A Word from Amy Stone, ASCE President
From October 2016 to October 2017, I have the pleasure of serving as the President of the San Antonio Branch of the American Society of Civil Engineers. This journey started so long ago, that I don’t actually remember joining ASCE. I can only guess that it was as an unmarried EIT prior to 2003 as some of the correspondence still bears my maiden name. I don’t know how men track these things.
I first joined ASCE to meet industry peers that I didn’t directly work with. I wanted to see what other EIT’s were doing in their every day jobs and if they enjoyed it. It was also a great social activity for someone new to the wide world of working. I met people of all ages and ethnic backgrounds and we had an automatic small talk topic to break the ice. Later I used this casual social network to observe how others handled private and professional relationships. I observed, and learned, the correct way to meet a stranger at a business function and how to hold a polite, friendly conversation with a professional colleague. As you know, this is an invaluable skill and one that most engineers struggle with.
I continued to be a member of ASCE, frankly, for the professional gossip and relationships with peers. Regarding the first, it is very good to know whether or not you would enjoy working for a company BEFORE you start working there. It is invaluable to know if the person you are hiring looks good on paper, but was asked to resign for sexually harassing someone. Relationships with peers form an informal job network, not just for me, but for all of us. It’s also a way to ask questions of peers in an informal venue. It was not uncommon for me to call up an acquaintance and ask if they had seen a situation like ‘x’ before. How did they handle it? Was that successful?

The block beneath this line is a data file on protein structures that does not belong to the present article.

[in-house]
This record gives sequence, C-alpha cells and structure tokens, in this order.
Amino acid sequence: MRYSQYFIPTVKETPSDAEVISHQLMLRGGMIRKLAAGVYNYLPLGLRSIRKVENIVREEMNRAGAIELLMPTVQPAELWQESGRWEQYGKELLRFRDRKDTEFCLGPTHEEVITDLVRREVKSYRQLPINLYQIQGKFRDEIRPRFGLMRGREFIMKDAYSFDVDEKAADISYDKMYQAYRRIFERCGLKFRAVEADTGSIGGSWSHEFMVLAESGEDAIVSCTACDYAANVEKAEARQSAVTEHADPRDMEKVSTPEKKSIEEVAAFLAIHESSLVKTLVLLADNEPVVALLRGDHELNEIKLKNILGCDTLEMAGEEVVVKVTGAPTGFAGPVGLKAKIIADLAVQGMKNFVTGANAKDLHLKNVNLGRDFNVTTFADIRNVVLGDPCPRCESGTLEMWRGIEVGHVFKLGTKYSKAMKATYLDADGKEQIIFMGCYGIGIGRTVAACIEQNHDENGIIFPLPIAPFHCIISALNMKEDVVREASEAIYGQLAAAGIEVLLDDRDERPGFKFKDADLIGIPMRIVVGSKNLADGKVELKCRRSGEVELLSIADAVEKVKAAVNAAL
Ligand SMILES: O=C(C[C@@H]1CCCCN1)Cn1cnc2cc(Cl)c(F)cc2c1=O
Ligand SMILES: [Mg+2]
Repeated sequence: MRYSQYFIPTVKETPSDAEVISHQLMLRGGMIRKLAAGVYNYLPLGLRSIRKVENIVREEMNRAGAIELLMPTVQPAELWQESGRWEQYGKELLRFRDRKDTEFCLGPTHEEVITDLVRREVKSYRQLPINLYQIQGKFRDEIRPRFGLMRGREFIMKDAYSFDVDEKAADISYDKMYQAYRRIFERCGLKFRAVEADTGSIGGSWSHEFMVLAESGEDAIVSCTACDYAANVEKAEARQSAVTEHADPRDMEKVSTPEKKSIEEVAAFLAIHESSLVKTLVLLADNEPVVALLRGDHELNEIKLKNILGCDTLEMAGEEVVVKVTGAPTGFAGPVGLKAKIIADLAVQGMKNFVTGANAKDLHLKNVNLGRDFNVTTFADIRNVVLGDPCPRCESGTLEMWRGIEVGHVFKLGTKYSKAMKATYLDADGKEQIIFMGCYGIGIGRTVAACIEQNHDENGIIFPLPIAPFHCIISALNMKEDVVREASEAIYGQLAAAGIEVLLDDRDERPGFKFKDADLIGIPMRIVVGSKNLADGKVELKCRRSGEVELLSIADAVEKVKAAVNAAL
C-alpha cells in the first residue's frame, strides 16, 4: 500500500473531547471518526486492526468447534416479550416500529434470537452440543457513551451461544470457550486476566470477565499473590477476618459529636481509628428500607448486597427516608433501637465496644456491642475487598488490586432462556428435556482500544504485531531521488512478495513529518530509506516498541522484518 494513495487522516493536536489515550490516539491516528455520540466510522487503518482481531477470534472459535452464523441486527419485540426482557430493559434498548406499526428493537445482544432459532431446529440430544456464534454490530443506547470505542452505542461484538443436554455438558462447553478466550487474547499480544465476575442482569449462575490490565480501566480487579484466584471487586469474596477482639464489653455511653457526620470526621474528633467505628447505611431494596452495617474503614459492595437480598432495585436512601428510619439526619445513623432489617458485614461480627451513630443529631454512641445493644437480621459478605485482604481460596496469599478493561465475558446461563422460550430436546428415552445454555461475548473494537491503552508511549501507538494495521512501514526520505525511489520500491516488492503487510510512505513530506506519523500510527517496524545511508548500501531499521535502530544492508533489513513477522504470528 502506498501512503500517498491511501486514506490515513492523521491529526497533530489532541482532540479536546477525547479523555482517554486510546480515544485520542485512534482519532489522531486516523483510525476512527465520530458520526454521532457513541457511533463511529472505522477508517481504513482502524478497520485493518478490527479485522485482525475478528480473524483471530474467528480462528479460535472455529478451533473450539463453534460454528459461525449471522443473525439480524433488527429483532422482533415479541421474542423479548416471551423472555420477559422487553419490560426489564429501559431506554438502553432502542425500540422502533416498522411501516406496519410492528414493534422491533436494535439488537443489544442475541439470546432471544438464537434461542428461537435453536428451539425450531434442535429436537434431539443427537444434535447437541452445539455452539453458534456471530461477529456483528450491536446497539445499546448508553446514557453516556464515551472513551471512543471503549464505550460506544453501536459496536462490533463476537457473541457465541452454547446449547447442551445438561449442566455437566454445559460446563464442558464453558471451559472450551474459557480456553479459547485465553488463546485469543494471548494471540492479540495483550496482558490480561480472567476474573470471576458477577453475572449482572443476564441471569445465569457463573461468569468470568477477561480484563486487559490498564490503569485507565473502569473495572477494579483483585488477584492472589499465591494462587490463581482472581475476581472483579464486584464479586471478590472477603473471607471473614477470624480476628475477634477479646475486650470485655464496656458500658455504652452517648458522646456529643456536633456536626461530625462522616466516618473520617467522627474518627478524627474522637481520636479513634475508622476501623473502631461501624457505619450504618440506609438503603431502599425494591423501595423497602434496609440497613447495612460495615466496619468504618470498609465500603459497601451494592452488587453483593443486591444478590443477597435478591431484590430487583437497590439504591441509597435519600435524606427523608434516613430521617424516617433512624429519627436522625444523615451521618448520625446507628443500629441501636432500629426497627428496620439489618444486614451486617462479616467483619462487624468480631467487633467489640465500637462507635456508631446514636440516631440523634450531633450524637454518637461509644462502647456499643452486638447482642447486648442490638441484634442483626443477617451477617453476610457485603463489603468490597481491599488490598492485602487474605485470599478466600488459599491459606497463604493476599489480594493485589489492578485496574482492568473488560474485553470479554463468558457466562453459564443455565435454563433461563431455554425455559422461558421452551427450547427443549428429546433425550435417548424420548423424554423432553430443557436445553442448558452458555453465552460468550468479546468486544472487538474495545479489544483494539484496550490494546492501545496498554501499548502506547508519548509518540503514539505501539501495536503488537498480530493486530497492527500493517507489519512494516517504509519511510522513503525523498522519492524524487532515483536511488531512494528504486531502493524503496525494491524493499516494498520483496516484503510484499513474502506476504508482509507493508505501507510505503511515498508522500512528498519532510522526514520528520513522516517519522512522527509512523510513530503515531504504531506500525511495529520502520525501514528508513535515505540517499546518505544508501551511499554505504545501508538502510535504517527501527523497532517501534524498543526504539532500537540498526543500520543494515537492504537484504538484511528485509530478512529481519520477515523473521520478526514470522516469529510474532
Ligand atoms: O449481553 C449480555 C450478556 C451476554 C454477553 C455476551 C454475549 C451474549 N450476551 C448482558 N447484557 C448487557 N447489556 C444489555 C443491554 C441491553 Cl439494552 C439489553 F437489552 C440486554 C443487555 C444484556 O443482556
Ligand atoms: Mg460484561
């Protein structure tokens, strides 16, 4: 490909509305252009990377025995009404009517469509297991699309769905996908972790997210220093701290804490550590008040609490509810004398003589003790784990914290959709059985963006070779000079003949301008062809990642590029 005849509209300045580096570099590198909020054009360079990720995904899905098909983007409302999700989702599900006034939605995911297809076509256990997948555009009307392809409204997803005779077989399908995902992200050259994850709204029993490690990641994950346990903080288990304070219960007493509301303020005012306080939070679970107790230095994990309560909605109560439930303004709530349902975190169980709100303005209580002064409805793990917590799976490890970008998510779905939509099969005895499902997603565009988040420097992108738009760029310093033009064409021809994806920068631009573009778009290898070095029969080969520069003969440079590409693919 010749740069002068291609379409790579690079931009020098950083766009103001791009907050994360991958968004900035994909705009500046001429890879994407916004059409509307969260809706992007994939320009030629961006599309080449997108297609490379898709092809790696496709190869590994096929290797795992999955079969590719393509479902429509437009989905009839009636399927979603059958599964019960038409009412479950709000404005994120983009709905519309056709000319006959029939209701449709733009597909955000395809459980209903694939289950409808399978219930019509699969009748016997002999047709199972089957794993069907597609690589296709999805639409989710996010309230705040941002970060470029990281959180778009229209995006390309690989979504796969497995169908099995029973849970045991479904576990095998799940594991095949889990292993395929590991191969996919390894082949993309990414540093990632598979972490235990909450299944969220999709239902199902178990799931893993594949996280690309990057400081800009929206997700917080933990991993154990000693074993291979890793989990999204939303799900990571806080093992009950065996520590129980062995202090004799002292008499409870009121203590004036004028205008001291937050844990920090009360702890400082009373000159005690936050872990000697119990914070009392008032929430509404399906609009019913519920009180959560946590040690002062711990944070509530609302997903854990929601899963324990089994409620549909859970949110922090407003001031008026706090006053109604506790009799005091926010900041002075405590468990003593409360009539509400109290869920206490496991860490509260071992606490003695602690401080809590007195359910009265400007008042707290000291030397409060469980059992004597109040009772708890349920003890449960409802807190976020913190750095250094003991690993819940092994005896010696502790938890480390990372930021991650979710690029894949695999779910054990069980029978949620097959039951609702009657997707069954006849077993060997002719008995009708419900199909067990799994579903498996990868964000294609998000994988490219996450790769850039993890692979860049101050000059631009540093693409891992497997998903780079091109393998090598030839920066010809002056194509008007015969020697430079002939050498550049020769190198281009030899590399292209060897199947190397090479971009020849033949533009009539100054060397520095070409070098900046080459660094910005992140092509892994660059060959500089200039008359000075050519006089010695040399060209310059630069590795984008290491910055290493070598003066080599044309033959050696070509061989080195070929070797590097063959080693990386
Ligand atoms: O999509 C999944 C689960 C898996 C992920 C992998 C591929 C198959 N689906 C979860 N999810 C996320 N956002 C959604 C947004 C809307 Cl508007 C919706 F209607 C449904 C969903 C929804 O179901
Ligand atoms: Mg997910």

“It was also a great social activity for someone new to the wide world of working.”
After several years, I volunteered for a committee leadership position in the San Antonio branch. In addition to the previously mentioned networking and peer relationship benefits, the greatest benefits I gained from deeper involvement are soft skills that are only learned by doing.
In the years I have been an ASCE officer, I have handled bookkeeping for up to 5 simultaneous accounts that processed almost $200,000 per year. I have filled out tax forms and dealt with the IRS on a business matter. I have arranged and conducted a banquet for 200 people. I have repeatedly and frequently spoken in front of crowds numbering up to 150 people. I have spoken to politicians at the local and state level. I have written emails that were sent to hundreds of peers. I have gained knowledge of the successful running of a decades old corporation (albeit a 501c3). I have seen what it takes to have successful transition from one leader to another. I have attended conferences in several states. I have mentored, and been mentored, on speaking, writing, presentations and being a decent citizen engineer. These are not an opportunity that any employer would have just handed over, but once I had proven successful, employers were happy to benefit from these skills.
ASCE has an agenda that is public and transparent and published online at ASCE.org. They have advocated for stricter licensure, standardized rules and regulations and other topics that protect your career and mine. You may be familiar with ASCE’s Infrastructure report card. Our Branch and our Section have both contributed to this effort, and an updated report is due early next year. ASCE’s status as a 501c3 (non-profit, non-partisan) is integral to the success of this report in the public arena.
Another way ASCE is helping you is by funding Dream Big. That is an IMAX movie showing some of the awesome things that we engineers do. Dream Big will inspire the next generation to be Engineers. It will also remind you why you became an Engineer. The trailer for Dream Big is already available online. The full length production will be available for viewing with your family and friends during E-week 2017.
You should be a member of a professional organization, too. Yes, ASCE would be great choice, but there are many others that need dedicated volunteers to achieve their goals. ASCE has given me many things over the years: a social outlet, education, public speaking skills and money management skills. All of these are things I wanted to learn and pursue. As a bonus, they also make me more valuable as an Engineer, which only adds value to the equation. ASCE has helped me achieve my big Dreams. I am honored to help others Dream Big, too.